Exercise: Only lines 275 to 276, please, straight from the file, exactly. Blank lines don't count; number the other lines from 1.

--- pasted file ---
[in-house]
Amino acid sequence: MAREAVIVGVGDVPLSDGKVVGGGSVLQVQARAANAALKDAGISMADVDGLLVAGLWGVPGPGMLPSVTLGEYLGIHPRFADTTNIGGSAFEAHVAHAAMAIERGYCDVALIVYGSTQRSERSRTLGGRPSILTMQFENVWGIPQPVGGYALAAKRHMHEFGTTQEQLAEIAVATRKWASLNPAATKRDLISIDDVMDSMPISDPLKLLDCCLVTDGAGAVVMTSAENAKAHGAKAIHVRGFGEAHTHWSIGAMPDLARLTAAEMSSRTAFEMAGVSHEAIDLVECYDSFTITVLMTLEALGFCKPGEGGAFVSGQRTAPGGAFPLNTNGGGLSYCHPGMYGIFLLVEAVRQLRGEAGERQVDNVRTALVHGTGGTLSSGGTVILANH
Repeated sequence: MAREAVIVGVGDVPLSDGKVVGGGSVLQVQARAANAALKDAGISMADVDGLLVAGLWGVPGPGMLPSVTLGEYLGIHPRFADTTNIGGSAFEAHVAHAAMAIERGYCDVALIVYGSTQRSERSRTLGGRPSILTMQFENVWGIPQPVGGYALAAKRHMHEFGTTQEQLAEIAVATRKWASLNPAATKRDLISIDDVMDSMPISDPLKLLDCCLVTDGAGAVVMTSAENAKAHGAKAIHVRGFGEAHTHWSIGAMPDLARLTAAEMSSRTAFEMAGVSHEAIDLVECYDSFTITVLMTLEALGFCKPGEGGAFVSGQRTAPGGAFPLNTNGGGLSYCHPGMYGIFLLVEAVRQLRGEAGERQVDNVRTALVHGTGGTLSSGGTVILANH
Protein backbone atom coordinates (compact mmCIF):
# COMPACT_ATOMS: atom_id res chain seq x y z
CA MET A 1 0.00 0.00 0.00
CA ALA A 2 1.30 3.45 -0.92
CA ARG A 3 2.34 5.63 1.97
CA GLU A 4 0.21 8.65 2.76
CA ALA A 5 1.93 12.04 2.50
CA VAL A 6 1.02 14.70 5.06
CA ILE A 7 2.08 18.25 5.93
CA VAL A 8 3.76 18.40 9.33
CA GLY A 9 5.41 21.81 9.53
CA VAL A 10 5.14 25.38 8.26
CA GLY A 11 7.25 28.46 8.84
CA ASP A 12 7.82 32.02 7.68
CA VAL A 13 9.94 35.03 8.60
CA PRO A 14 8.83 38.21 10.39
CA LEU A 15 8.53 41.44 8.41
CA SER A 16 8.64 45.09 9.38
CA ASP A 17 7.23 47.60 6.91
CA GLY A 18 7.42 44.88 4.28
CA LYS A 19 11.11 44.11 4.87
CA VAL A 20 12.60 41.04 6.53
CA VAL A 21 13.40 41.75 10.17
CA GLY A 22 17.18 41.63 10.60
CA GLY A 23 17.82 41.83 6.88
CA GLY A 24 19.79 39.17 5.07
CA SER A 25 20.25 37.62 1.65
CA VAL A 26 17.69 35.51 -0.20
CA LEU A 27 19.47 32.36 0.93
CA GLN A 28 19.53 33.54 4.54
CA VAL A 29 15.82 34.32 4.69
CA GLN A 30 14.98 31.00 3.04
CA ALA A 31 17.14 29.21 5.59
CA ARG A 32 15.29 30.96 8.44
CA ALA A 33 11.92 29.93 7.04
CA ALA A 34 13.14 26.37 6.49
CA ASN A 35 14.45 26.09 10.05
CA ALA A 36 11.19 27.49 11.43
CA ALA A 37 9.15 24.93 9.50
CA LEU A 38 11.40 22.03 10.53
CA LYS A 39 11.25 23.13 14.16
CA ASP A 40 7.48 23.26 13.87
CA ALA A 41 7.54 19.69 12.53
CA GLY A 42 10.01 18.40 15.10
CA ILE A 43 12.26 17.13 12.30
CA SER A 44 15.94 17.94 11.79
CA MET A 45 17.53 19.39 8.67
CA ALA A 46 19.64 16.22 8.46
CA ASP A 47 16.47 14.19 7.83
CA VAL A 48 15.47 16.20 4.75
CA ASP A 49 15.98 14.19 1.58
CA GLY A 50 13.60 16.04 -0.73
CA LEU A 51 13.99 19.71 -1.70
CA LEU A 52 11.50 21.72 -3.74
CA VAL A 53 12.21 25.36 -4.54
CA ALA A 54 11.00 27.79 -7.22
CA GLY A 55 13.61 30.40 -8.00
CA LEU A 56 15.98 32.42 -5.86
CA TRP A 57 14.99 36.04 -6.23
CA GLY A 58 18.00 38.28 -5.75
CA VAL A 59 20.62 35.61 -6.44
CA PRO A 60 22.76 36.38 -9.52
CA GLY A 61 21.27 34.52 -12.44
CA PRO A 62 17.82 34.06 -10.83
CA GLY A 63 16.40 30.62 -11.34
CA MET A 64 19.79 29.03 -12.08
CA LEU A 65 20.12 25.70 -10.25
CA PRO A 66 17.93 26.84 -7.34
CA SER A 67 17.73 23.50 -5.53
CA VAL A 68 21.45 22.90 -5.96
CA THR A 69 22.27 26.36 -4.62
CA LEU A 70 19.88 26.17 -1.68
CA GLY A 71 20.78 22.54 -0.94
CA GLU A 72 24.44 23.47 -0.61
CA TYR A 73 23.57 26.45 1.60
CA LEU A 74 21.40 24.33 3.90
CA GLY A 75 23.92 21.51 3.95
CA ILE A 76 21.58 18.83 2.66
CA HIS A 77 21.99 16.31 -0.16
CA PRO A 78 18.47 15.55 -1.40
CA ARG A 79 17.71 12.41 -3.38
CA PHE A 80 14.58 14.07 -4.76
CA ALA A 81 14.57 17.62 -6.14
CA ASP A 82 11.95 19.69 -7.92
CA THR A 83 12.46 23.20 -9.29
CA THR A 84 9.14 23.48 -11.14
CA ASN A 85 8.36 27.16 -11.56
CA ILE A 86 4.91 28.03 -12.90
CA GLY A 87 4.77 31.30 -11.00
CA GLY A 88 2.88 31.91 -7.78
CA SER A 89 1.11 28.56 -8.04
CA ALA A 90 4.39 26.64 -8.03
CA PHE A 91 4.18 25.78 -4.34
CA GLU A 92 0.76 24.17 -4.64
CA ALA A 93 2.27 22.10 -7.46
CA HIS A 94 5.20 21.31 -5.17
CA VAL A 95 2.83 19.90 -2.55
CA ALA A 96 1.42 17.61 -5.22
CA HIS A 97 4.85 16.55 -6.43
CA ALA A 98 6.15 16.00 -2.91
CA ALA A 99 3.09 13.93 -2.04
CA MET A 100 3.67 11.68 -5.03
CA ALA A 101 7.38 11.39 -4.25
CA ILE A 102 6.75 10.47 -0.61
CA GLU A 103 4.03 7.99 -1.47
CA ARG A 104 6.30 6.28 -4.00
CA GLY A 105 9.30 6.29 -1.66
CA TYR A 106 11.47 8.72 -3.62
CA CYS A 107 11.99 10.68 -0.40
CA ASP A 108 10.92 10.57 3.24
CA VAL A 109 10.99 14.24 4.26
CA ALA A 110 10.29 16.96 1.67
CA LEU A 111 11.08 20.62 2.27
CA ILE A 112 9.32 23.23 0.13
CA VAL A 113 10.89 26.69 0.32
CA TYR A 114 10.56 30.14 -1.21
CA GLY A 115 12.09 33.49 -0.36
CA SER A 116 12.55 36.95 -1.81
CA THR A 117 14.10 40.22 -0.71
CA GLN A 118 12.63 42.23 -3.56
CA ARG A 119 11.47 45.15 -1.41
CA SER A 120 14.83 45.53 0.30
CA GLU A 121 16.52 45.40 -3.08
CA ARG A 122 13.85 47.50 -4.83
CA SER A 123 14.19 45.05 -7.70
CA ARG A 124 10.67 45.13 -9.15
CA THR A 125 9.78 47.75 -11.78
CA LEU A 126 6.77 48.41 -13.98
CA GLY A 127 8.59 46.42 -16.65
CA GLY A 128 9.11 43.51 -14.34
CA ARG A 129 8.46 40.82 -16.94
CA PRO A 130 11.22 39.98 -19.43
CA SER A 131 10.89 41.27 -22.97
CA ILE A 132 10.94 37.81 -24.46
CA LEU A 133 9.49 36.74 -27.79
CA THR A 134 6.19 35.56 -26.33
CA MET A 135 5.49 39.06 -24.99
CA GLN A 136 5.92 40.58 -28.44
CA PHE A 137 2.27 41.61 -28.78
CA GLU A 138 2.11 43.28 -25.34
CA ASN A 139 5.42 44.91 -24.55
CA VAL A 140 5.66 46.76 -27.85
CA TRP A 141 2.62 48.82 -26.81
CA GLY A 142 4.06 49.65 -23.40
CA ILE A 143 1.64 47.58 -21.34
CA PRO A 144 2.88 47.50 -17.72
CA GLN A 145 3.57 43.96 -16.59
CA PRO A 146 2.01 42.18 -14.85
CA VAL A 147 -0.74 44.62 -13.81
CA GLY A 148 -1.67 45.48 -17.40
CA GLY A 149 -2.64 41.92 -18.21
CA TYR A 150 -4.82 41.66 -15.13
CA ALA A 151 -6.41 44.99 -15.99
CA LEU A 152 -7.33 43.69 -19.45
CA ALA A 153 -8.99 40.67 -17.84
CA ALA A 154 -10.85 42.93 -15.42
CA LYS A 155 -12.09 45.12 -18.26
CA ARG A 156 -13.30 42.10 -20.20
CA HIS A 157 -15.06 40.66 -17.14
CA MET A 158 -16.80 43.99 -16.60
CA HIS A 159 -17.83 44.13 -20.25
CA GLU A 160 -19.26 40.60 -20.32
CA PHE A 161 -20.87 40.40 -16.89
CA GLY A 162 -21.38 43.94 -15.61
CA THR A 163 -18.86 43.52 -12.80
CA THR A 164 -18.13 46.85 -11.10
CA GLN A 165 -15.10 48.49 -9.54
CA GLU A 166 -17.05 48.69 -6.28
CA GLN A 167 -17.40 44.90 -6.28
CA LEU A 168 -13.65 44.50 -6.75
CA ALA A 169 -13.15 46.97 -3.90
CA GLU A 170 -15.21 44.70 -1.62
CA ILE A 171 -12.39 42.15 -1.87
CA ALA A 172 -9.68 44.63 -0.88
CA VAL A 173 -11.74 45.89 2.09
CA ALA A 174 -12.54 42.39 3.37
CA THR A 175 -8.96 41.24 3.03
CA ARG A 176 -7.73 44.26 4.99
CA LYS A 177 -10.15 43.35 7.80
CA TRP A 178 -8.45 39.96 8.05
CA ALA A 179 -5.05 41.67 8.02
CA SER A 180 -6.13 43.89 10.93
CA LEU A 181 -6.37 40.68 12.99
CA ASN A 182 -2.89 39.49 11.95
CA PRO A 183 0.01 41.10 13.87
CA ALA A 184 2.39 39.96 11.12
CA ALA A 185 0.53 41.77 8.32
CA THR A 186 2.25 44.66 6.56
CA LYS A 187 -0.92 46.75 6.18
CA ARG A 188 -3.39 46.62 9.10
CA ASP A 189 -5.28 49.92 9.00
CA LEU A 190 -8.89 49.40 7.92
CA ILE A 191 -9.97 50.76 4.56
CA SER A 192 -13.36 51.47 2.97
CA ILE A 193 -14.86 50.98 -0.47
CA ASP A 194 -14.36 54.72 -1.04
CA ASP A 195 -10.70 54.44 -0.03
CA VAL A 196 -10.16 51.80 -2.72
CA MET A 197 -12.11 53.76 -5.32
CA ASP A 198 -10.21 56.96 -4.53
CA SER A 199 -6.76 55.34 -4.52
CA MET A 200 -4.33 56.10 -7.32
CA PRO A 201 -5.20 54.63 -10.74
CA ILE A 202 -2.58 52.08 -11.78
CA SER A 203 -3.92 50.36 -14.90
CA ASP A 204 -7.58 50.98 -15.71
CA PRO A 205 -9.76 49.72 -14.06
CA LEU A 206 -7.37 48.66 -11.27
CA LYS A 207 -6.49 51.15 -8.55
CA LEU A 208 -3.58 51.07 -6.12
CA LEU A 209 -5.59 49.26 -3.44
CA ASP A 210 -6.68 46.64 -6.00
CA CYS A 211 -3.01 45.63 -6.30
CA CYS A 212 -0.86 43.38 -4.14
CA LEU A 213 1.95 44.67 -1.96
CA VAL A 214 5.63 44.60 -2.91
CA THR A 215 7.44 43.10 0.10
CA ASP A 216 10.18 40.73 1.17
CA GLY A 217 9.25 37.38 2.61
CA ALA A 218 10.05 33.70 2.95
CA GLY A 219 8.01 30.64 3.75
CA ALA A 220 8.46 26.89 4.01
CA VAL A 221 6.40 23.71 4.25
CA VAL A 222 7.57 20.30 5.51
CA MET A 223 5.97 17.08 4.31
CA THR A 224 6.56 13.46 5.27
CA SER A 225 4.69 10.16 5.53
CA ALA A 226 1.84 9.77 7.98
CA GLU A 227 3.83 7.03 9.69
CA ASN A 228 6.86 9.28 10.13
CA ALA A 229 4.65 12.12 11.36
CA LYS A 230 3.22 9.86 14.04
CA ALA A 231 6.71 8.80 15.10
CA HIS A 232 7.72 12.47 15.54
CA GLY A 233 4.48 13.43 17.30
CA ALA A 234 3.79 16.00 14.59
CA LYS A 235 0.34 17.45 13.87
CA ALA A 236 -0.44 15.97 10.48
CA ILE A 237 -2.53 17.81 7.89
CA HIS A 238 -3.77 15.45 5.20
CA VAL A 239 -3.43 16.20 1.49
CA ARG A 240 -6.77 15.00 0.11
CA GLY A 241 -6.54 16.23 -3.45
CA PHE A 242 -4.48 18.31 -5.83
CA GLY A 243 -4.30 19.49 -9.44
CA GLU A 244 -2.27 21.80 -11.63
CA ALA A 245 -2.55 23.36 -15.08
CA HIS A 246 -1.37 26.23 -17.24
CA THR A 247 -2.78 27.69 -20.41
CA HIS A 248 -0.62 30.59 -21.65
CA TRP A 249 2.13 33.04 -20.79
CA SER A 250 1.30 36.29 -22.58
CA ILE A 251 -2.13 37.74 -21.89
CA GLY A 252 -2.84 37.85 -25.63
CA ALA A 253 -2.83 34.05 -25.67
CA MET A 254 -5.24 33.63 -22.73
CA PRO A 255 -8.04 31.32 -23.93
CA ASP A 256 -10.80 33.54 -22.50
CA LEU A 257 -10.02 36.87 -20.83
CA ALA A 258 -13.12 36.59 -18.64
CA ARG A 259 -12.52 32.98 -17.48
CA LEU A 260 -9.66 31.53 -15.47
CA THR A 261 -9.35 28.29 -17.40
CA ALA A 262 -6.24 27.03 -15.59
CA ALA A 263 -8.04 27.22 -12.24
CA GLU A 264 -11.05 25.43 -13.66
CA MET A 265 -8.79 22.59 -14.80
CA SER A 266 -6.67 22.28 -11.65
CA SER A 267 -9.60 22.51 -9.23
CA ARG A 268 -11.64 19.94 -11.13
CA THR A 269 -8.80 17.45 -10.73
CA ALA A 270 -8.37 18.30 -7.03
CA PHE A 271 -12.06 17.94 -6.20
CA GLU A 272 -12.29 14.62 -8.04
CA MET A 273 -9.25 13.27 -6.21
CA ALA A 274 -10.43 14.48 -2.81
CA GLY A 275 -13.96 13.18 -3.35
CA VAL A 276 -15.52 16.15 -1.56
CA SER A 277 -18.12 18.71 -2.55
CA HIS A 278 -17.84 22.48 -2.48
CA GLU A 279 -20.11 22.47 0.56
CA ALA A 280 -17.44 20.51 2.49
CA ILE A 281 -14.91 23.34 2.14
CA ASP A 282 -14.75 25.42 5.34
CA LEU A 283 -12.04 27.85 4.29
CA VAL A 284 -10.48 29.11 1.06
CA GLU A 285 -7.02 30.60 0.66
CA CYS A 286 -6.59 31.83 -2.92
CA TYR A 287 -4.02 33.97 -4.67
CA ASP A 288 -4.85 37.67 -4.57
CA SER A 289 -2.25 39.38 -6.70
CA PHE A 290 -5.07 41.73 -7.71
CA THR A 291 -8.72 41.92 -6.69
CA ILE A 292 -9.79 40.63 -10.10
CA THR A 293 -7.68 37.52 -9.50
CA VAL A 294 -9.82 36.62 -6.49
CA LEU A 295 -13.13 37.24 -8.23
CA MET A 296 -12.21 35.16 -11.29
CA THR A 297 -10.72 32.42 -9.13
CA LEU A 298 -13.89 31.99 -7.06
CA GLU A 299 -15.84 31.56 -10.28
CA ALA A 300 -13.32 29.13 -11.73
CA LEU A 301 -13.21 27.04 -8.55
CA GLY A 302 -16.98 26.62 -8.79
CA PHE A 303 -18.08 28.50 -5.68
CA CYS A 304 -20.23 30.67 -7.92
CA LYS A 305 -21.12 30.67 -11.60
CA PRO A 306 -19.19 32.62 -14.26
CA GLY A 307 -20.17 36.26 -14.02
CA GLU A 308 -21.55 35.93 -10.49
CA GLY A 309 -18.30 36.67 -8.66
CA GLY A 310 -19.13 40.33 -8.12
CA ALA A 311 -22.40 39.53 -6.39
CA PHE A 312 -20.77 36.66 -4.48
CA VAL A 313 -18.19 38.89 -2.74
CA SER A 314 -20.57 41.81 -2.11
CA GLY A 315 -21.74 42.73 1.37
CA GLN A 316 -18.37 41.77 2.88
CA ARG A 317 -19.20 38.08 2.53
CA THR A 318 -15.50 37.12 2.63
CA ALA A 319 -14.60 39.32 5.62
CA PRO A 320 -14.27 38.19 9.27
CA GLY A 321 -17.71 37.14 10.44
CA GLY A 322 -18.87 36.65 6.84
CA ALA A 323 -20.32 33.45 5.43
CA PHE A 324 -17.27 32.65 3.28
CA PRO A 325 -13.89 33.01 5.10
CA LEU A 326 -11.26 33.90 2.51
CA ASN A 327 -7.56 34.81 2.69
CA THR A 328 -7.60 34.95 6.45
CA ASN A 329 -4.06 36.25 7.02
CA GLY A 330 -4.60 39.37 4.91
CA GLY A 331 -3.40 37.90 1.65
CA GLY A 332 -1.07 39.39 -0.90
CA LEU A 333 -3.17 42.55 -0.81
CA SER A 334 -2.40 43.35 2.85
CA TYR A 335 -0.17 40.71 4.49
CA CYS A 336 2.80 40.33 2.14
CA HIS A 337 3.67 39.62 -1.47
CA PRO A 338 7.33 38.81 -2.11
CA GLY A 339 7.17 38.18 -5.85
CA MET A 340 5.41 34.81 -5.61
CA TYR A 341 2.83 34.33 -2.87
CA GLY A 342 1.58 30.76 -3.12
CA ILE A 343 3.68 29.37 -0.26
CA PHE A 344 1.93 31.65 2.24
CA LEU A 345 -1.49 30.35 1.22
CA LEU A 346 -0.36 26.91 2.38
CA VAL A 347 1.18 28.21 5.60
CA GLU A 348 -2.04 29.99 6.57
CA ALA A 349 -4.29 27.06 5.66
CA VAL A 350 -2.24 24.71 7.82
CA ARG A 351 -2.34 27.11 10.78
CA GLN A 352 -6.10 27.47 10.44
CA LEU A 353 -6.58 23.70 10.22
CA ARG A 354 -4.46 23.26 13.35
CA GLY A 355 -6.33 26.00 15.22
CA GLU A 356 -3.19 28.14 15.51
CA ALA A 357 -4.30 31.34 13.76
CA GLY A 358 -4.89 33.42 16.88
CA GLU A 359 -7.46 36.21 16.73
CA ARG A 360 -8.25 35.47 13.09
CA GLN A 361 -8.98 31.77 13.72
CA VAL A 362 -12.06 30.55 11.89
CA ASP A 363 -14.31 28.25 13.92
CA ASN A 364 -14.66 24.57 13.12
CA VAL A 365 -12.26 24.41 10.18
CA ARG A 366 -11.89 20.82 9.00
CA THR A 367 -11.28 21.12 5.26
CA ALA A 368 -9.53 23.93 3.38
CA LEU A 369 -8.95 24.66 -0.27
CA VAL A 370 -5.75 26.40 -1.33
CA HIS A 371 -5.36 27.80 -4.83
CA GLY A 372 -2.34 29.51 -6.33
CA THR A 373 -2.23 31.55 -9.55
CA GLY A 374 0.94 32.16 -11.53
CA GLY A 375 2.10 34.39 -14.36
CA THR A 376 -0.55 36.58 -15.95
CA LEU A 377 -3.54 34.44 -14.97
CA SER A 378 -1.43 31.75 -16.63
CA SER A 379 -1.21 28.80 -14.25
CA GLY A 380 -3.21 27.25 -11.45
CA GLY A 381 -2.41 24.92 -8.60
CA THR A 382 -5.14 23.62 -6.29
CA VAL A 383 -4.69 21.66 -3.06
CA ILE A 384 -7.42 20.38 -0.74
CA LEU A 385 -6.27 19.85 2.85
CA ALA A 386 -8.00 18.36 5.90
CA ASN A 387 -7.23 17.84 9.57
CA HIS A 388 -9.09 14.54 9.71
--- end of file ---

CA ALA A 270 -8.37 18.30 -7.03
CA PHE A 271 -12.06 17.94 -6.20